AICPA Key Person Program
    Attn: Congressional & Political Affairs Team
    1455 Pennsylvania Avenue, N.W.
    10th Floor
    Washington, D.C. 20004-1081
    Phone: 202.737.6600
    Fax: 202.638.4512

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    AICPA SFC Business Income Tax Reform Proposals Letter

    Comment Letter This document contains a comment letter to the Senate Finance Committee Tax Reform Working Group on tax reform issues.
    Published on March 31, 2015

    AICPA Chart of States With and Without State Tax Tribunals

    Article This is the AICPA summary matrix chart of states with and without state tax tribunals
    Published on March 31, 2015

    Louisiana State Resource and Contact Information

    Link Louisiana state resources in the areas of accountancy, government, study, and taxes.
    Published on March 31, 2015

    Kentucky State Resource and Contact Information

    Link Kentucky state resources in the areas of accountancy, government, study, and taxes.
    Published on March 31, 2015

    Position Statement of the Executive Director of the Washington State Board of Accountancy Regarding Services to Marijuan...

    Rules and Regulations The Washington State Board of Accountancy’s position on CPAs providing services to commercial businesses that produce, process, and/or sell marijuana and marijuana products.
    Published on March 31, 2015

    AICPA Recommends Change to Return Due Dates

    Overview This page provides history, background and links related to the recommendation to change the due dates for certain tax returns.
    Published on March 31, 2015

    2015 Tax Advocacy Comment Letters

    Comment Letters Recent comment letters submitted by the tax section.
    Published on March 31, 2015

    The CPA Advocate - Archived Articles 2015

    Newsletter Find 2015 archived articles from the AICPA's advocacy newsletter, The CPA Advocate.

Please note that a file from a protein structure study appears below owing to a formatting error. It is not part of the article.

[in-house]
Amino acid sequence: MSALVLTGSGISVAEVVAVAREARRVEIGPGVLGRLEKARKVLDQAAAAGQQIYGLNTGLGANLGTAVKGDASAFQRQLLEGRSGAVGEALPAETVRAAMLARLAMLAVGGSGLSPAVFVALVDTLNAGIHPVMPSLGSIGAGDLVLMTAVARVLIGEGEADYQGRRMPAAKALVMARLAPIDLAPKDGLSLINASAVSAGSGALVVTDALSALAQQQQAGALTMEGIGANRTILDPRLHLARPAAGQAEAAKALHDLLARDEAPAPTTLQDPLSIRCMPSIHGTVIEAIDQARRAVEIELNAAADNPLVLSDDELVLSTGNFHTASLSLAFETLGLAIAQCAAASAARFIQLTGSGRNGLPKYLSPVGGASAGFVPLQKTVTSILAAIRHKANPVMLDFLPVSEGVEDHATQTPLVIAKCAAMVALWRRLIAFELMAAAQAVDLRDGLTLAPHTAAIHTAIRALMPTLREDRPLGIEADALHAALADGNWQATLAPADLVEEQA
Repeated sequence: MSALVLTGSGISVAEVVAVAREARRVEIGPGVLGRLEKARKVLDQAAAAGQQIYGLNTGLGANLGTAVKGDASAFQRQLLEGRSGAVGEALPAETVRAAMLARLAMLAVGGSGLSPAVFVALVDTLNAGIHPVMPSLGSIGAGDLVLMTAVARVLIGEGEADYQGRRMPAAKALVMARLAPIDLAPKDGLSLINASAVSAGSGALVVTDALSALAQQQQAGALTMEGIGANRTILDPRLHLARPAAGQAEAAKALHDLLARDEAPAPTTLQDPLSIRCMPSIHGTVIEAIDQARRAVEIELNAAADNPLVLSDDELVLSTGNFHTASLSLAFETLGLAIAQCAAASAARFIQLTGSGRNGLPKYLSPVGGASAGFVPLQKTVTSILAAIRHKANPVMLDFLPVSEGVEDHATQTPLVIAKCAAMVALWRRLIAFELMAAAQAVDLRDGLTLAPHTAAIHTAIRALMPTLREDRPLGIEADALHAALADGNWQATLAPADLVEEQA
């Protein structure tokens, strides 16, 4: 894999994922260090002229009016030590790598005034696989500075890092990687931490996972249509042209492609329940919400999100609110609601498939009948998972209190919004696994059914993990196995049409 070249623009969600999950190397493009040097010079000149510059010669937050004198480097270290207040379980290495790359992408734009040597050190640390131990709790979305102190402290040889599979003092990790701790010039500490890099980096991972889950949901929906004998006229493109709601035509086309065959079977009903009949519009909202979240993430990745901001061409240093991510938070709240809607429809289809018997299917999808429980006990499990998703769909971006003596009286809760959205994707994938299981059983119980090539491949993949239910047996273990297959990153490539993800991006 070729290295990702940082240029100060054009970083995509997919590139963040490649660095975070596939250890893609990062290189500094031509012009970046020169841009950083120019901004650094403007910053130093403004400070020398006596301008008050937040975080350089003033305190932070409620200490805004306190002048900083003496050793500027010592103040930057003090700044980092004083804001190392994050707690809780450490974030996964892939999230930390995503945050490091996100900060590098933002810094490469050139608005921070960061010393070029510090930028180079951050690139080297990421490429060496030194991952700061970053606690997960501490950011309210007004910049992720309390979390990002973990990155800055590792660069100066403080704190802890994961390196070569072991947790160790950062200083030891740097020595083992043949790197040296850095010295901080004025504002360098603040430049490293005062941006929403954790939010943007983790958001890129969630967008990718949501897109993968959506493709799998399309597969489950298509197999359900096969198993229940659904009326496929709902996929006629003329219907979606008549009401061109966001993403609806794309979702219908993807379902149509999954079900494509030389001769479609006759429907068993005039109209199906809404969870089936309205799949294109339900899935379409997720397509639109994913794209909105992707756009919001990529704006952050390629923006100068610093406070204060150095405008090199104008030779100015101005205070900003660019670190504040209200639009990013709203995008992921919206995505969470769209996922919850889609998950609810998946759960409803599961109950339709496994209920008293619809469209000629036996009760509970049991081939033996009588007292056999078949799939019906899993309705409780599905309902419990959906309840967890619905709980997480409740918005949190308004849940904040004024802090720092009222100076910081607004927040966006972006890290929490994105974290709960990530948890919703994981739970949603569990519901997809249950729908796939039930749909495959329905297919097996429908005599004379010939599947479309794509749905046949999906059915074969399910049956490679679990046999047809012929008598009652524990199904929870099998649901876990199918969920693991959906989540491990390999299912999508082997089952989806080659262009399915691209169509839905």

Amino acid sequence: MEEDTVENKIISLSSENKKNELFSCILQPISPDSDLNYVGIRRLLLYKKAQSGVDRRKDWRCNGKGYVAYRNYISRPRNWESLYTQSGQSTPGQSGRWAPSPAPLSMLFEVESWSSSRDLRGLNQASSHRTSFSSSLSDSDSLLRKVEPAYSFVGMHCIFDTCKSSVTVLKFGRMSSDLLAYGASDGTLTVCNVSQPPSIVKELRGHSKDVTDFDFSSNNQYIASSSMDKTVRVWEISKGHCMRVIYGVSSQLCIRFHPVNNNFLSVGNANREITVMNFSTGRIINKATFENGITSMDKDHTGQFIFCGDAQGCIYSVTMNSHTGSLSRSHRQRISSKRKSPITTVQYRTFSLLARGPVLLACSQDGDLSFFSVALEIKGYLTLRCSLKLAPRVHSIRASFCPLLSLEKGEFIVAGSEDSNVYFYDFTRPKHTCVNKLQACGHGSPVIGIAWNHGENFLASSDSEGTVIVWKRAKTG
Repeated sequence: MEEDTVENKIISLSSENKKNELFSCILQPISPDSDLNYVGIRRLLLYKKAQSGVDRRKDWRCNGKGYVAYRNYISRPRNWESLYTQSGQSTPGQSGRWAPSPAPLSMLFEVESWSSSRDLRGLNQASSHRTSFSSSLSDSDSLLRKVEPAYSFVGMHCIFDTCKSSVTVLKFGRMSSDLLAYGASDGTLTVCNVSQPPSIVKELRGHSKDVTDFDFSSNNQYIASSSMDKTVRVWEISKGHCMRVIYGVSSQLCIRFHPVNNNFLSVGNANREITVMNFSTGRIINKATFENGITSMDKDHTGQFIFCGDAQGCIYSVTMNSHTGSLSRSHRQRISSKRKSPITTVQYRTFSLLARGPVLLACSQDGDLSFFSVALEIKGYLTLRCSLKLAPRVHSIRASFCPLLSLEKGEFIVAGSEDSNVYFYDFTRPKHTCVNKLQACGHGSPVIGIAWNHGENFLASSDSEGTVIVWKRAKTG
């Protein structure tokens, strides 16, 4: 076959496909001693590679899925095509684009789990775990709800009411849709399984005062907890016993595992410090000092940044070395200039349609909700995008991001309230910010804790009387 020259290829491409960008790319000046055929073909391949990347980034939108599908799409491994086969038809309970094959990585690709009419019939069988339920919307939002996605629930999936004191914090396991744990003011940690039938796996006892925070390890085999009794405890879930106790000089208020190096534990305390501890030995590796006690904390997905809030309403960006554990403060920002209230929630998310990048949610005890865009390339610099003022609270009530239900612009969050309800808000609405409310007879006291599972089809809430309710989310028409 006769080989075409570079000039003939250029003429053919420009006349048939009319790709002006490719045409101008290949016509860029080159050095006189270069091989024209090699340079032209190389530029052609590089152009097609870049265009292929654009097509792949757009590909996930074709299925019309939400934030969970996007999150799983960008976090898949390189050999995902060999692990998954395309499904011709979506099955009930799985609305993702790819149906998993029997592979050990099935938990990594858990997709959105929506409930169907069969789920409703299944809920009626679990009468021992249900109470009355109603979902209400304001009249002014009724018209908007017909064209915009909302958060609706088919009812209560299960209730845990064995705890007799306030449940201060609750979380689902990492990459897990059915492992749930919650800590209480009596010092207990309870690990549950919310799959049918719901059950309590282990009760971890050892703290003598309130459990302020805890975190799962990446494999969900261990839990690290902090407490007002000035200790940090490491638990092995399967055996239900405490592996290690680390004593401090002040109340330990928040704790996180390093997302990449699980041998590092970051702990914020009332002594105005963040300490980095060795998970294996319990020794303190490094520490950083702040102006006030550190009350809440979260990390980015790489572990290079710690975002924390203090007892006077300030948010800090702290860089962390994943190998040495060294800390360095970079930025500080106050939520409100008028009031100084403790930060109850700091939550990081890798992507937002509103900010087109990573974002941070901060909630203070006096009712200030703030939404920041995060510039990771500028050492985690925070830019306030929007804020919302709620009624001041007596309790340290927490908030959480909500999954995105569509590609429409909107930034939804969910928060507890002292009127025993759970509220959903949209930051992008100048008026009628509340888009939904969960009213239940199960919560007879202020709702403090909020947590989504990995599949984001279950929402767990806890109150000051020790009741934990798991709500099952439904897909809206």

Published on March 26, 2015

    The CPA Advocate Newsletter

    Overview The AICPA's advocacy e-newsletter, The CPA Advocate, is dedicated to keeping you informed about the AICPA's advocacy efforts on your behalf. Watch for it in your inbox.
    Published on March 26, 2015

    AICPA Compendium of Legislative Proposals 2015

    Comment Letter This is the AICPA compendium of tax legislative proposals for 2015.
    Published on March 26, 2015

    AICPA Submits Comments to SFC Savings and Investment Tax Reform Working Group

    Comment Letter AICPA Submits Comments to SFC Savings and Investment Tax Reform Working Group, March 26, 2015
    Published on March 26, 2015

    AICPA Briefing Preps Capitol Hill Staff for Tax Season

    Newsletter The CPA Advocate: March, 2015.  The briefing focused on what’s new for 2014 federal tax returns, especially the health insurance reporting requirements mandated by the Affordable Care Act, so that the staffers are better prepared to answer constituents’ questions.
    Published on March 26, 2015

    CPA Profession Seeks Exemption from Ban on Questioning Job Applicants Criminal History

    Newsletter The CPA Advocate: March, 2015.  The AICPA is encouraging state CPA societies to seek to exempt the CPA profession from proposed laws that would prohibit employers from asking about an applicant’s criminal background on job applications.
    Published on March 26, 2015

    AICPAs FinREC Comments on FASB Exposure Draft on Disclosure Requirements for Investment Companies

    Newsletter The CPA Advocate: March, 2015.  The letter expresses concern regarding operability and auditability of the proposed disclosure and presentation requirements and recommends that FASB and AICPA representatives discuss audit challenges related to the proposed presentation requirements before the project is finalized.
    Published on March 26, 2015

    AICPA Recommends Estate Tax Portability Relief for Surviving Spouses

    Article The CPA Advocate: March, 2015.  If adopted, the suggestions in the March 19 letter would, among others, provide a short Form 706 EZ to make the portability election and permanently allow estates below the filing threshold 15 months after the death to file Form 706.
    Published on March 26, 2015